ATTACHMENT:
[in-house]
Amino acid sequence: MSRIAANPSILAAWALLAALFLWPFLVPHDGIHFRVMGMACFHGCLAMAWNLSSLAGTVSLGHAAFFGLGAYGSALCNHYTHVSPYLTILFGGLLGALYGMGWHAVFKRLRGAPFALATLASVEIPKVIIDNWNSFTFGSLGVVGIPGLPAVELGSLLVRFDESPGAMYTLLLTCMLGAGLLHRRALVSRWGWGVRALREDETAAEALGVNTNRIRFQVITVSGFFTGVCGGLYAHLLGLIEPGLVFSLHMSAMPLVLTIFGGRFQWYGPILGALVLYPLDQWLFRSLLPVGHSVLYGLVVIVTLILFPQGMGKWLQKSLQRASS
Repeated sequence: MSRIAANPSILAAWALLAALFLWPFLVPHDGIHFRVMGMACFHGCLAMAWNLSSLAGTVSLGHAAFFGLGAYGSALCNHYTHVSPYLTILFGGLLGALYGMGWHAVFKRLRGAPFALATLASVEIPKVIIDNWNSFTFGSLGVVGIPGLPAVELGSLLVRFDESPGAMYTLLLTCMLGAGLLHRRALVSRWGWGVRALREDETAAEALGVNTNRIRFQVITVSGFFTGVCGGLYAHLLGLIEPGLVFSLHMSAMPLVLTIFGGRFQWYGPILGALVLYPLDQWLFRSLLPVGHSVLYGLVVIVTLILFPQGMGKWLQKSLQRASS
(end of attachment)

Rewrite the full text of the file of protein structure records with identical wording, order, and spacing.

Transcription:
[in-house]
Amino acid sequence: MSRIAANPSILAAWALLAALFLWPFLVPHDGIHFRVMGMACFHGCLAMAWNLSSLAGTVSLGHAAFFGLGAYGSALCNHYTHVSPYLTILFGGLLGALYGMGWHAVFKRLRGAPFALATLASVEIPKVIIDNWNSFTFGSLGVVGIPGLPAVELGSLLVRFDESPGAMYTLLLTCMLGAGLLHRRALVSRWGWGVRALREDETAAEALGVNTNRIRFQVITVSGFFTGVCGGLYAHLLGLIEPGLVFSLHMSAMPLVLTIFGGRFQWYGPILGALVLYPLDQWLFRSLLPVGHSVLYGLVVIVTLILFPQGMGKWLQKSLQRASS
Repeated sequence: MSRIAANPSILAAWALLAALFLWPFLVPHDGIHFRVMGMACFHGCLAMAWNLSSLAGTVSLGHAAFFGLGAYGSALCNHYTHVSPYLTILFGGLLGALYGMGWHAVFKRLRGAPFALATLASVEIPKVIIDNWNSFTFGSLGVVGIPGLPAVELGSLLVRFDESPGAMYTLLLTCMLGAGLLHRRALVSRWGWGVRALREDETAAEALGVNTNRIRFQVITVSGFFTGVCGGLYAHLLGLIEPGLVFSLHMSAMPLVLTIFGGRFQWYGPILGALVLYPLDQWLFRSLLPVGHSVLYGLVVIVTLILFPQGMGKWLQKSLQRASS